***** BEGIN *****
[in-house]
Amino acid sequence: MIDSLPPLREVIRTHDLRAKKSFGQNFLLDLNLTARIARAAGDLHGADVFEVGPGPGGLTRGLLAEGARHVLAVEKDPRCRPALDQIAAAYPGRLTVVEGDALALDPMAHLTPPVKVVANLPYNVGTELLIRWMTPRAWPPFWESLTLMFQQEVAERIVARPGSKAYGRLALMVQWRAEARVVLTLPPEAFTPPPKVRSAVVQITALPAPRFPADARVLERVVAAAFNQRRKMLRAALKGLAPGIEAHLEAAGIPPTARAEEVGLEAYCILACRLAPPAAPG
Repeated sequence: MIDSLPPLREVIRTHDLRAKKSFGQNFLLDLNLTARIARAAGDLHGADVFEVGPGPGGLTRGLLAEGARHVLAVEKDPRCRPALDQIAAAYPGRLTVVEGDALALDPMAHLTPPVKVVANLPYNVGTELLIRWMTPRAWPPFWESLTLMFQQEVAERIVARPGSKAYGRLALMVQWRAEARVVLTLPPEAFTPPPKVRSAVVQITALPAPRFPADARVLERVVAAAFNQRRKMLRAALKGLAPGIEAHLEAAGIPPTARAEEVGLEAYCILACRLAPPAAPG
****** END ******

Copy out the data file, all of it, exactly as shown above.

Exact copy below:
[in-house]
Amino acid sequence: MIDSLPPLREVIRTHDLRAKKSFGQNFLLDLNLTARIARAAGDLHGADVFEVGPGPGGLTRGLLAEGARHVLAVEKDPRCRPALDQIAAAYPGRLTVVEGDALALDPMAHLTPPVKVVANLPYNVGTELLIRWMTPRAWPPFWESLTLMFQQEVAERIVARPGSKAYGRLALMVQWRAEARVVLTLPPEAFTPPPKVRSAVVQITALPAPRFPADARVLERVVAAAFNQRRKMLRAALKGLAPGIEAHLEAAGIPPTARAEEVGLEAYCILACRLAPPAAPG
Repeated sequence: MIDSLPPLREVIRTHDLRAKKSFGQNFLLDLNLTARIARAAGDLHGADVFEVGPGPGGLTRGLLAEGARHVLAVEKDPRCRPALDQIAAAYPGRLTVVEGDALALDPMAHLTPPVKVVANLPYNVGTELLIRWMTPRAWPPFWESLTLMFQQEVAERIVARPGSKAYGRLALMVQWRAEARVVLTLPPEAFTPPPKVRSAVVQITALPAPRFPADARVLERVVAAAFNQRRKMLRAALKGLAPGIEAHLEAAGIPPTARAEEVGLEAYCILACRLAPPAAPG